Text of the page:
The Mountain Goats - Heretic Pride (Cover Artwork)
Staff Pick

The Mountain Goats

The Mountain Goats: Heretic Pride

Heretic Pride (2008)

4AD


4.5
Something that I think is becoming increasingly lost in music is something that should be regarded as its most important aspect: the art of storytelling. Sure, some bands' songs may tell of how the singer felt when his father passed away, or a rapper may tell of how he broke from poverty to a life o...

Something that I think is becoming increasingly lost in music is something that should be regarded as its most important aspect: the art of storytelling. Sure, some bands' songs may tell of how the singer felt when his father passed away, or a rapper may tell of how he broke from poverty to a life of privilege, and that's all well and good, but in both instances there's no real, tangible story. It's usually a sporadic recalling of events.

The Mountain Goats have always been a cut above, though, and John Darnielle has always exemplified the power that comes from a well-told story. It's not just in the details or the recreation, but in the way Darnielle is able to masterfully craft every aspect of the story, to make for a gorgeous and engaging narrative. He's one of the last true storytellers left.

Heretic Pride continues this fine tradition, and while some may still complain that his transition to playing with a full band was for the worse, I'll contest without hesitation that it was for the better. When the violin cries while Darnielle laments "I checked us into our hotel and filled the bathtub, and you got in the warm warm water / I pulled the pedals from my pockets, I loved you so much right then" on "San Bernadino" it's impossible to not be enraptured by the beauty -- the beauty of Darnielle's voice and the beauty of the story that it helped to tell. Also on full display in the song is Darnielle's penchant for delivering a line, pausing to peak the drama, and starting to sing again. It's a simple technique, but a noticeable one that has a huge impact on how these songs actually come across. "In the Craters on the Moon" employs this technique as well, giving every single word in the song that much more weight.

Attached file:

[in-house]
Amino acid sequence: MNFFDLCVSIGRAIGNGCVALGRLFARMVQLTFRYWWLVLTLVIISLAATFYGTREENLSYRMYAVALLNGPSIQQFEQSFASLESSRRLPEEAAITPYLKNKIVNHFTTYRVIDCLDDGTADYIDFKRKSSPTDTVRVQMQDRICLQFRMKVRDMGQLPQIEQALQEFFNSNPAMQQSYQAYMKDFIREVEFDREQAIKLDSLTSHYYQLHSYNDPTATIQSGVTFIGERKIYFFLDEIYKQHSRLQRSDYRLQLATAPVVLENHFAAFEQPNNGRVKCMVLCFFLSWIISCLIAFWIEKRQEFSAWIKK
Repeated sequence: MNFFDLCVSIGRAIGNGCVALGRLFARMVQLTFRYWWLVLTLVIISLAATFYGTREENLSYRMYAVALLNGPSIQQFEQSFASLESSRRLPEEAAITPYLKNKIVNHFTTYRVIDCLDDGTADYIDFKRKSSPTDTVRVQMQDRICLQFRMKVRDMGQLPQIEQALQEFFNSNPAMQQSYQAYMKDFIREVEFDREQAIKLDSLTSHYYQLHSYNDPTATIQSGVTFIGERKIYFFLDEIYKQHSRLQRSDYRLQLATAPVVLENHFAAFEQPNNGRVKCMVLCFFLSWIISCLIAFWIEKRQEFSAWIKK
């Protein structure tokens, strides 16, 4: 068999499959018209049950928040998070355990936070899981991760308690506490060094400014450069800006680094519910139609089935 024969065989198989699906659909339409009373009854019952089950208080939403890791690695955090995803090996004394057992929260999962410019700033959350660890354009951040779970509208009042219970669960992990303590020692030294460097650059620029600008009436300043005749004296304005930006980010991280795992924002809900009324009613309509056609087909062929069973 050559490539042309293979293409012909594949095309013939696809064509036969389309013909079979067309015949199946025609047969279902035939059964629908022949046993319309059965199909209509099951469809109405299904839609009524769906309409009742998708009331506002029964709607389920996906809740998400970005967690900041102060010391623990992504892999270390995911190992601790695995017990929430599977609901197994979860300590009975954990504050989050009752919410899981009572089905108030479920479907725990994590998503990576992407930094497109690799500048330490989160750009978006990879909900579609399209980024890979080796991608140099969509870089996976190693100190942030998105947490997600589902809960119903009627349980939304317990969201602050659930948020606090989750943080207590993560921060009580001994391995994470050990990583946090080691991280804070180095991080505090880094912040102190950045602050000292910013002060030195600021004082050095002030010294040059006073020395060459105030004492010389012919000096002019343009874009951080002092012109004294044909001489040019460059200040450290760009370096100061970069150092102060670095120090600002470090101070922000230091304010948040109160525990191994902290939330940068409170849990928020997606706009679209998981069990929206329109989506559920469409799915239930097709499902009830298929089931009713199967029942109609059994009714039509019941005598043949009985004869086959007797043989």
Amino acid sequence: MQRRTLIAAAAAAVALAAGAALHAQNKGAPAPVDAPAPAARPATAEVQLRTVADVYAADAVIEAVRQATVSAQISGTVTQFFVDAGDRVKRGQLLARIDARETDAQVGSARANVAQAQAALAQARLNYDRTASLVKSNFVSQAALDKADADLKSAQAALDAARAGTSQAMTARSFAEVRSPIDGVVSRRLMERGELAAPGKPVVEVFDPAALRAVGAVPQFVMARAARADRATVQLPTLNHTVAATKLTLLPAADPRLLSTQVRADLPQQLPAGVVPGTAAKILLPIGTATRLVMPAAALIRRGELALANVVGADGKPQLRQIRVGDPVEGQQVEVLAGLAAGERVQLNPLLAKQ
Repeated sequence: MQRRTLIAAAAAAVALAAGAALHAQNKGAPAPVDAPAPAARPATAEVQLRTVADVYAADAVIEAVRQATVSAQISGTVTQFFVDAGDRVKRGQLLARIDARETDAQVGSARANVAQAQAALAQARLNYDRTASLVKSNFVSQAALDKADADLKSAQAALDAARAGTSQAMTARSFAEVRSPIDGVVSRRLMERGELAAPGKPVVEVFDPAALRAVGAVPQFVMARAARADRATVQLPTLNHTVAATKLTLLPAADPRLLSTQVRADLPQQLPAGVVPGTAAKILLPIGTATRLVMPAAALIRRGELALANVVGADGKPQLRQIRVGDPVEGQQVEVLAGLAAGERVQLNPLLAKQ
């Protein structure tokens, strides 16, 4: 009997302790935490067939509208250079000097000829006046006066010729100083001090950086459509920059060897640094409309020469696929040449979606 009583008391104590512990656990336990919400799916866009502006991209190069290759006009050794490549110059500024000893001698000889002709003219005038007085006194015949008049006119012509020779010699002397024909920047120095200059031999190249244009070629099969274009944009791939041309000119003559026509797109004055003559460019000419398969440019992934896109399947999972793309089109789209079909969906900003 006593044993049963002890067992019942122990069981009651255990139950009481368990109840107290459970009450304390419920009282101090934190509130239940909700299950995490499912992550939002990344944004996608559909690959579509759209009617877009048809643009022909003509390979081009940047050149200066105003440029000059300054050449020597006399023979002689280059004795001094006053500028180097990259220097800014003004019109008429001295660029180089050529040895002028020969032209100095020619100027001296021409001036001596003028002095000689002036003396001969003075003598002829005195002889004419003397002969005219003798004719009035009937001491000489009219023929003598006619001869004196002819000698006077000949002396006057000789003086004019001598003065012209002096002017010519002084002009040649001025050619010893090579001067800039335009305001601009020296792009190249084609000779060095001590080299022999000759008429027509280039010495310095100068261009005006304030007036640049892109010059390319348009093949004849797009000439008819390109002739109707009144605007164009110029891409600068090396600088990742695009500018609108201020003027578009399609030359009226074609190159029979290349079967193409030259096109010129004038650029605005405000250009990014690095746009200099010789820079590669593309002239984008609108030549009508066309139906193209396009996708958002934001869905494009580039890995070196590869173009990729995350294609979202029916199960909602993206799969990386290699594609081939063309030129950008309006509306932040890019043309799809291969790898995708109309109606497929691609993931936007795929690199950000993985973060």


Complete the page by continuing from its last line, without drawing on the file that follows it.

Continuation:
The punchy acoustic strumming and subtle but powerful drumming give the three-and-a-half minute song an epic feel, and Darnielle's trembling vocals draw every line of lyrics out, almost making each line seem like it's a song of its own. Each line has its own identity, giving anyone listening ample time to take it all in. It's rare that each individual line on a song has as much impact as the song on its whole, but Darnielle's always been able to eloquently state in a line what it would take others an entire dissertation to do.

Amazing as every track on the album is, it's the title track where the Mountain Goats shine the brightest. A triumphant beacon as profound as it is intelligent, "Heretic Pride" incites an energy and conviction that few, if any bands can match. The story of a heretic on his way to be killed in the town square, the song is actually an exercise in the appreciation of life and the defiance of a man who knows that his is ending.

Well they come and pull me from my house, and they drag my body through the streets / And the sun's so hot I think I'll catch fire and burn up, in the summer air so moist and sweet / And the people all come out to cheer, rocks in the pathway break my skin / And there's honeysuckle on the faint breeze today, with every breath I'm drawing in / Crowds grow denser by the second, as we near the center of the town / And they dig a trench right in the main square right there, they pick me up and throw me down / And I start laughing like a child, I mark their faces one by one / Transfigurations gonna come for me at last, and I will burn hotter than the sun.
In the face of indomitable odds, the man in this story stays true to himself until his very last breath, and Darnielle makes damn sure that his admirable defiance is not lost on anyone listening. The song might be about a heretic, a type of person not many can relate to in 2008, but the beauty of it, as with most Mountain Goats songs, is that the crux of the story is applicable to so many things. The song is just as profound when taken literally as figuratively, and the defiance of that man is equally reflected in the last words that Darnielle shouts:
I waited so long and now I taste jasmine on my tongue, and I feel so proud to be alive, and I feel so proud when the reckoning arrives.
True to his last breath, Darnielle has once again, through such simple means, given a much larger picture for us all to think about. And you know what?

When I listen to this record, I feel so proud to be alive.